Google’s most recent update to the way its search algorithm works, dubbed “Panda 4.0,” is wreaking havoc with some major brands on the web. Yesterday we told you that up to 80% of eBay’s prime search result listings had been banished from the first Google results page.
That’s a disaster for eBay, which relies heavily on attracting shoppers who are searching for something.
It turns out a bunch of other major brands have been crushed by the new Google rankings. Barry Diller’s Ask.com, and A&E’s Biography.com and History.com have all seen their search results decimated in the last 48 hours by Panda 4.0, according to Searchmetrics, a search analysis and marketing company.
The intent of Google’s updates is thr same as all its previous updates: It is attempting to discriminate against spam web pages that publish duplicate, thin or useless content simply for the purpose of getting search traffic from Google. Google has always said that the No.1 goal of its search engine is to point readers to the highest quality web pages possible, and to bury results for low quality sites.
So this Searchmetrics ranking of Panda 4.0 losers is also a backhanded way message from Google on how it feels about the quality of the material being published.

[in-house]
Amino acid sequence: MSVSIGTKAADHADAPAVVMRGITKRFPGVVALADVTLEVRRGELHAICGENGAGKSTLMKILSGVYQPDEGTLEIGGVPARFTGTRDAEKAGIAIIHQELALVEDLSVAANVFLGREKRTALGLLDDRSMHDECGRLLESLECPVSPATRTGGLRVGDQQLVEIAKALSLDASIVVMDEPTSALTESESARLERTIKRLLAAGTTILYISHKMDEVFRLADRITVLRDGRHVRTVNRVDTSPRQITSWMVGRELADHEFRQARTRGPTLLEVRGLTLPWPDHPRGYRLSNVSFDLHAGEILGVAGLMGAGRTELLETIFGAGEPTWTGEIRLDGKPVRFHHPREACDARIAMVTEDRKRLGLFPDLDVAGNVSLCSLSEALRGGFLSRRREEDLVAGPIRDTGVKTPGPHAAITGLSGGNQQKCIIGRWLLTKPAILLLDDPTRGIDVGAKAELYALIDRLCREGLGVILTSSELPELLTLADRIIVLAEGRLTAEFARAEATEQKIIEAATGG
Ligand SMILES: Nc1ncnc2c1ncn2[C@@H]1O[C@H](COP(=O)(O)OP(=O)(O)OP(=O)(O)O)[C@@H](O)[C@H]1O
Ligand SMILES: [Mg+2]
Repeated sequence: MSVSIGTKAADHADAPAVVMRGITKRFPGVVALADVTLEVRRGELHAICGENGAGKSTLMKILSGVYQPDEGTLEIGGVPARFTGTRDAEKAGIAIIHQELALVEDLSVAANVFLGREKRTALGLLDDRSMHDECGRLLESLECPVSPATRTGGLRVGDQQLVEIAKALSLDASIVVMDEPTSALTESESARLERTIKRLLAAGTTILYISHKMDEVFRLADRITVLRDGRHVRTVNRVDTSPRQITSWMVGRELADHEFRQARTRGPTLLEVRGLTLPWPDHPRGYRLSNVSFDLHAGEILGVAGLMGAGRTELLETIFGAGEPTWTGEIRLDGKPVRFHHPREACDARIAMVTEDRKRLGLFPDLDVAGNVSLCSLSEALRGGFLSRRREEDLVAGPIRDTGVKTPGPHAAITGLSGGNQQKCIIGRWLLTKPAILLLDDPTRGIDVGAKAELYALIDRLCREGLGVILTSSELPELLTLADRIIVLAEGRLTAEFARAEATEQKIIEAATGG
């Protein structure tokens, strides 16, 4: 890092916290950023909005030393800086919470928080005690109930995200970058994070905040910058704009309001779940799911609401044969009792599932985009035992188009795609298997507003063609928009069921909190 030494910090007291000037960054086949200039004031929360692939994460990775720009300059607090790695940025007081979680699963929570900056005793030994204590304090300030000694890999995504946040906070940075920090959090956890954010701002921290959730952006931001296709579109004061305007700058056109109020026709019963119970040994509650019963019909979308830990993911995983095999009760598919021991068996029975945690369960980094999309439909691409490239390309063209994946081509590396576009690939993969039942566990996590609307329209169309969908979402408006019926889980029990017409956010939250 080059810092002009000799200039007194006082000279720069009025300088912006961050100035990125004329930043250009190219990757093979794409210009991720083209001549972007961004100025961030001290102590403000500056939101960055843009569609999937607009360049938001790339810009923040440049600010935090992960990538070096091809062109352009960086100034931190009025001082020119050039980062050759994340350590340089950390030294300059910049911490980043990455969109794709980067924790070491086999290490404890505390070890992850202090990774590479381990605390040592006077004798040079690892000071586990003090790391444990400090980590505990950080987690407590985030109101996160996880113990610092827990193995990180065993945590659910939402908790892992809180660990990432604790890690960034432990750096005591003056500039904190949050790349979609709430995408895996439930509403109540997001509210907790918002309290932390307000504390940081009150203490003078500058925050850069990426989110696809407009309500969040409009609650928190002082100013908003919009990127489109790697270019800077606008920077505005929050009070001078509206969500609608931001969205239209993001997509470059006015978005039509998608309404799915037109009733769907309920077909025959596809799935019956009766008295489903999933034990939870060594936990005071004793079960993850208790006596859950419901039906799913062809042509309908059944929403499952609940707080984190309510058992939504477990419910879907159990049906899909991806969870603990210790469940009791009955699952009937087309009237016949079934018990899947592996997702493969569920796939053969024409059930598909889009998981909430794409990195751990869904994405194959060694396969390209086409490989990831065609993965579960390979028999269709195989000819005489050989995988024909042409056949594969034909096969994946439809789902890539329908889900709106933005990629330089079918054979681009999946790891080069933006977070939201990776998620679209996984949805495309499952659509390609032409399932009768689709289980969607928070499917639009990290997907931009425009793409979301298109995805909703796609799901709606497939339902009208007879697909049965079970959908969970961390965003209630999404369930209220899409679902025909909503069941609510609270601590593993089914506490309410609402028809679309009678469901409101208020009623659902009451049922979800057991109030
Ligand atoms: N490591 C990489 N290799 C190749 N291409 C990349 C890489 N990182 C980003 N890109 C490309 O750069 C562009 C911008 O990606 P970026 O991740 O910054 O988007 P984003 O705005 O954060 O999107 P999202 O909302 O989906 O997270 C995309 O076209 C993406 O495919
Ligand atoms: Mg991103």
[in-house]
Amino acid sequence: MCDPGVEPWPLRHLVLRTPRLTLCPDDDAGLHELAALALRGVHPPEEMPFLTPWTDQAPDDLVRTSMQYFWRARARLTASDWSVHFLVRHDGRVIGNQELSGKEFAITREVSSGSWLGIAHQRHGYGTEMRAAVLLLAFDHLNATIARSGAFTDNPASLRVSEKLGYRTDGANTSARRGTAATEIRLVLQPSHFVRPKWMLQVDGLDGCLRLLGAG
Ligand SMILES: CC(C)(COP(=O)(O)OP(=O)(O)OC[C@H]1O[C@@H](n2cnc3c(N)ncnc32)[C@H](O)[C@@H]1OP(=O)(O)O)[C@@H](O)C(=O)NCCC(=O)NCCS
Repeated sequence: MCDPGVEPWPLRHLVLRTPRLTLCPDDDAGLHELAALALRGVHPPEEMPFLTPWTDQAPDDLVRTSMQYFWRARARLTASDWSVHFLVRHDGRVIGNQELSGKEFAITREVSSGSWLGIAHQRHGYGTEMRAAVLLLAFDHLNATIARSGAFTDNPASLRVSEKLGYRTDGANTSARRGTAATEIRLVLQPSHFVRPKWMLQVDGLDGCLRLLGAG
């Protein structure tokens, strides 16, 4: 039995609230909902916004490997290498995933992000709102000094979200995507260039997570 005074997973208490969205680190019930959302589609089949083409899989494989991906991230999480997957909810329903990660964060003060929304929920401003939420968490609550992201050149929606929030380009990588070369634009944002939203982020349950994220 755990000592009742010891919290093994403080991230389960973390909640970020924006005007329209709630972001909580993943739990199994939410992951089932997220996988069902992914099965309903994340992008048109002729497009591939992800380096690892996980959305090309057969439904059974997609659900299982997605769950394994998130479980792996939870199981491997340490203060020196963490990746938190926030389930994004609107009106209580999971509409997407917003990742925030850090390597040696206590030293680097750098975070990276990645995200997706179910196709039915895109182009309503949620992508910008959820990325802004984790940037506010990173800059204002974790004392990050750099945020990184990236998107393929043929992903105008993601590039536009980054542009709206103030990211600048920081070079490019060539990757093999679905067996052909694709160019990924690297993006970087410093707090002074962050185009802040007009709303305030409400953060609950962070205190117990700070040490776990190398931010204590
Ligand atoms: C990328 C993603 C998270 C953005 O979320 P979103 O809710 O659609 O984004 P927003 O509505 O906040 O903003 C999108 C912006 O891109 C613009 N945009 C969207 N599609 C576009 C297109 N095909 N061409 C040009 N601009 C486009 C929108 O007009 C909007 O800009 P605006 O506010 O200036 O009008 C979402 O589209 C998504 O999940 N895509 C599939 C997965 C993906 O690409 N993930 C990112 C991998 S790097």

Here are the 10 biggest losers in terms of reduced visibility in Google searches under Panda 4.0:
- ask.com — 50%
- ebay.com — 33%
- biography.com — 33%
- retailmenot.com — 33%
- starpulse.com — 50%
- history.com — 33%
- isitdownrightnow.com — 50%
- aceshowbiz.com — 75%
- examiner.com — 50%
- yellowpages.com — 20%
And here are the 10 biggest winners in terms of visibility gained in Google searches under Panda 4.0:
- glassdoor.com 100%
- emedicinehealth.com 500 %
- medterms.com 500 %
- yourdictionary.com 50%
- shopstyle.com 250%
- zimbio.com 500%
- myrecipes.com 250%
- couponcabin.com 250%
- buzzfeed.com 25%
- consumeraffairs.com 100%
Note that the winners’ list features sites that publish original, useful or interesting content. You might not like BuzzFeed’s “designed to go viral” content (typical article: “16 things every teenage girl has Googled“) but you cannot deny that there is a certain wit and originality about it. BuzzFeed isn’t simply aping other sites.
To give you an idea of the content that Google is now essentially hiding from users, here is what Eric Enge, CEO at Stone Temple Consulting told Search Engine Journal about the simple act of searching for a recipe for French toast:
There are over 31,000 results! There is no need for more than or 5 articles on how to make French toast — it’s really easy. You can’t win by writing a new article on something that has already been covered many times before. So, the question you have to ask yourself today is — what are you going to do that stands out? What are you going to do that’s exceptional? Learning how to answer this question well may take practice.
Publishers of original, interesting content have nothing to fear, Onge adds.
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